The Difference Between Univeralism and Relativism with Sign Language

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In our discussion of cochlear implants that, in my mind, seemed at times distastefully eugenicist, I found myself grappling with some difficult questions: How different would my experience of the world be if I communicated via American Sign Language instead of English? Does the existence of sign language benefit the world in some meaningful way? Just what, if anything, would be lost if the world lost sign language?

In trying to answer these questions, I am reminded of an aphorism my brother once shared with me that I've never forgotten: "There are two types of narcissism," he told me, "That of assuming one's experiences to be unique, and that of assuming one's experiences to be universal."

These two poles often butt their heads in
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If one takes the relativist stance, one holds that distinctions between colors are culturally based. There has been a great deal of scholarship on both sides of the issue, but a lot of recent work, specifically Akira Miyake's study of British English-speaking children and Namibia Himba-speaking children has supported the weak Sapir-Whorf hypothesis. The Himba language has vastly different color categories from most other languages: zuzu for dark shades of blue, red, green and purple; vapa for white and some shades of yellow; buru for some shades of green and blue; and dambu for some other shades of green, red and brown. Miyake's study found that British children were better able to distinguish between a shade of green and a shade of blue that would both be considered "buru" to the Namibians, but that the Namibians were more able to distinguish between a shade of buru and a shade of dambu that would both be considered "green" to the British children! If Namibians and Britons experience the world differently as a result of their different languages, I would argue that each language is important as a creative (and not just descriptive) force, and that the loss of either would be distressing. So too, I would further argue, with ASL and spoken English.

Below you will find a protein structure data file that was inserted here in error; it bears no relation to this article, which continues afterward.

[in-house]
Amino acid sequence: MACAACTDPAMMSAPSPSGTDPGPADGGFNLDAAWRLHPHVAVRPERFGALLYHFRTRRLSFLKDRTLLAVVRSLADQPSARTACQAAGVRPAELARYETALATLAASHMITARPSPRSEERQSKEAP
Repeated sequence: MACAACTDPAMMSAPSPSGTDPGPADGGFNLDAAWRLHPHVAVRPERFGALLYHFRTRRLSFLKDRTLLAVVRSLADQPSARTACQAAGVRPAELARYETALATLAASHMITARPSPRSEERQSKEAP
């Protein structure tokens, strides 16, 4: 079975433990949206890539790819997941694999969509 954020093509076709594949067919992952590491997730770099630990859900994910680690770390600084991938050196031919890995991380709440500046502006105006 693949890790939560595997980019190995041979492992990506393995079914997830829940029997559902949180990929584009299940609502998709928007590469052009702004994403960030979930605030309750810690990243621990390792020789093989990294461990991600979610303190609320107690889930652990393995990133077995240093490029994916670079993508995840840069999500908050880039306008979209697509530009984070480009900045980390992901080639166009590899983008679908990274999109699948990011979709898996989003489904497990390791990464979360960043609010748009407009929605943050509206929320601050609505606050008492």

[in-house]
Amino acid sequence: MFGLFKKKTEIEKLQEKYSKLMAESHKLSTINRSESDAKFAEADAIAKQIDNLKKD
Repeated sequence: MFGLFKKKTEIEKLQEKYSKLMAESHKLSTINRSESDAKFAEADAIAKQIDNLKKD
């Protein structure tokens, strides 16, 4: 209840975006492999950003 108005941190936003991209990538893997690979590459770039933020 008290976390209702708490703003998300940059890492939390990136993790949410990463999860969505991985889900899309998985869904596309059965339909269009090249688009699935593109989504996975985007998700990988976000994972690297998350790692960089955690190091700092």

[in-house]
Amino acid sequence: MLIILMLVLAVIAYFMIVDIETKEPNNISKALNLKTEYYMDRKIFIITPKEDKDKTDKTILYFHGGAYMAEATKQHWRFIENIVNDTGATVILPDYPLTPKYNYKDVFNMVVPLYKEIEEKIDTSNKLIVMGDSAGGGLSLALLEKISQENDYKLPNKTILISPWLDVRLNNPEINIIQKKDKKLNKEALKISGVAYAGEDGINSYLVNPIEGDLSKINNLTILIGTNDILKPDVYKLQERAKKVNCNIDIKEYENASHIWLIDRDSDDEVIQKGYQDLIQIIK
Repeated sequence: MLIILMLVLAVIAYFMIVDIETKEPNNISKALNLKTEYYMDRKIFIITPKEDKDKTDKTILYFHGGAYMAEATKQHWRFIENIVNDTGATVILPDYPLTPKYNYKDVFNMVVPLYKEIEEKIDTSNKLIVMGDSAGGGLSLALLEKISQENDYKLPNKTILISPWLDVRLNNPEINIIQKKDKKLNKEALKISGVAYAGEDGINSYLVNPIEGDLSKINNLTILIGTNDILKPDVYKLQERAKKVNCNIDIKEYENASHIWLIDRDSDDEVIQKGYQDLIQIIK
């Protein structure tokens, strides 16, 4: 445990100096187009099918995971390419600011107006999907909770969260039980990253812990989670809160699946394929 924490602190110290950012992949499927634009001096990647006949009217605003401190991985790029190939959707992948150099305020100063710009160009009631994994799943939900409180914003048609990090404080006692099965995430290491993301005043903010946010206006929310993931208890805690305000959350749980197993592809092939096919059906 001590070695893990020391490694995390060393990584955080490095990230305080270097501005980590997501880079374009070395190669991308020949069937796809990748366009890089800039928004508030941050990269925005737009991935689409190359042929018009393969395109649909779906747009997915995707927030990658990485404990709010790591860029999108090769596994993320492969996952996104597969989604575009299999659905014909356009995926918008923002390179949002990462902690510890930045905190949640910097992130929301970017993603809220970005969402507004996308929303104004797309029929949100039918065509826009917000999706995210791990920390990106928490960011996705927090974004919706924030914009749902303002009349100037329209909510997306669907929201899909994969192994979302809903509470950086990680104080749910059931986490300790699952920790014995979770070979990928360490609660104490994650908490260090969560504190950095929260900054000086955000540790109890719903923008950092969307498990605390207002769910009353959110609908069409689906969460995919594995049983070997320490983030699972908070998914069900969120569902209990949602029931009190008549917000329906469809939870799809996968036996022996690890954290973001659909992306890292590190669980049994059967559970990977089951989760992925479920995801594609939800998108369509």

The differences in experience between the speakers of spoken English and of ASL are

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